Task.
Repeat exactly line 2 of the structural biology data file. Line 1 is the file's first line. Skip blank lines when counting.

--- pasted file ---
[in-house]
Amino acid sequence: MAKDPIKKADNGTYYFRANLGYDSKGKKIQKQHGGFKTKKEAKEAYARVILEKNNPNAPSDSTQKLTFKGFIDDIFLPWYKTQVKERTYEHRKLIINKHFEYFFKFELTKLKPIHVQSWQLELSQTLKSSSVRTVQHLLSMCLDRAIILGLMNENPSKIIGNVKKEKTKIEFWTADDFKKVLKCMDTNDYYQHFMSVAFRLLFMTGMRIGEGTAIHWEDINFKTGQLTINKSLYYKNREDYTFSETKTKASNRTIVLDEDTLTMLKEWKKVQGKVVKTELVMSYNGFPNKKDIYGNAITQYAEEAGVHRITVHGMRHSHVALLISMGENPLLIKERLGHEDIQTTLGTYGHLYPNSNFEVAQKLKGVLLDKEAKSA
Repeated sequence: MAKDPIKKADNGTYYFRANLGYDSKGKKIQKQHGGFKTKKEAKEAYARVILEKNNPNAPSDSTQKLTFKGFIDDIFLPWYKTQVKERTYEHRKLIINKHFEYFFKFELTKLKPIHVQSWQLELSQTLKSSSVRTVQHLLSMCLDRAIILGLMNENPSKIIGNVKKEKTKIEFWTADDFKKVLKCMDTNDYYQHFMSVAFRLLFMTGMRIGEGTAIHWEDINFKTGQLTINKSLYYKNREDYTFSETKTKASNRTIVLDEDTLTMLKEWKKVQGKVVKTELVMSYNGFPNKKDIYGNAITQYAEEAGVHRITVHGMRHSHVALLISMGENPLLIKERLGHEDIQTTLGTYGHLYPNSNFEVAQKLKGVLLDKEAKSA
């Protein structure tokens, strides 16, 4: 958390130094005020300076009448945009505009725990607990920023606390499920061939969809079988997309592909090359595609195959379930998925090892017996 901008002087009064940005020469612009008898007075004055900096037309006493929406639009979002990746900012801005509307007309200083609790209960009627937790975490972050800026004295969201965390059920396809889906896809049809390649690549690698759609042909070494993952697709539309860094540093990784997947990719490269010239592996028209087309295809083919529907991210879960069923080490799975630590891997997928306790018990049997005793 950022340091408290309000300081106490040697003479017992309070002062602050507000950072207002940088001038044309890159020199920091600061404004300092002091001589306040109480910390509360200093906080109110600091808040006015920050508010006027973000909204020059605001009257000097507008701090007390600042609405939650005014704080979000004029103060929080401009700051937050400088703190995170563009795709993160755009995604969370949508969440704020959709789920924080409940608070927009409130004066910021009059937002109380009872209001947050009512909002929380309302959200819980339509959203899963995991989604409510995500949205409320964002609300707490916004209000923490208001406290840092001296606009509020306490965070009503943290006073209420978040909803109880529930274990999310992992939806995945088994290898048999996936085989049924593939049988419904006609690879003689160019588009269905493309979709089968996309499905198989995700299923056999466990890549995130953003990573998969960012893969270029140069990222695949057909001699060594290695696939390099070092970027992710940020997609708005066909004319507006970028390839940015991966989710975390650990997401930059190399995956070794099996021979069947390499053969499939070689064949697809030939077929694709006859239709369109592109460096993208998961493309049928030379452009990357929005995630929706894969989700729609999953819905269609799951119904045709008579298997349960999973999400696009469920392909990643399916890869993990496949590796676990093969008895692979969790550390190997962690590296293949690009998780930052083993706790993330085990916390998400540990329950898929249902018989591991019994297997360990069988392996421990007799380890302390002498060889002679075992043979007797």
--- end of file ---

Amino acid sequence: MAKDPIKKADNGTYYFRANLGYDSKGKKIQKQHGGFKTKKEAKEAYARVILEKNNPNAPSDSTQKLTFKGFIDDIFLPWYKTQVKERTYEHRKLIINKHFEYFFKFELTKLKPIHVQSWQLELSQTLKSSSVRTVQHLLSMCLDRAIILGLMNENPSKIIGNVKKEKTKIEFWTADDFKKVLKCMDTNDYYQHFMSVAFRLLFMTGMRIGEGTAIHWEDINFKTGQLTINKSLYYKNREDYTFSETKTKASNRTIVLDEDTLTMLKEWKKVQGKVVKTELVMSYNGFPNKKDIYGNAITQYAEEAGVHRITVHGMRHSHVALLISMGENPLLIKERLGHEDIQTTLGTYGHLYPNSNFEVAQKLKGVLLDKEAKSA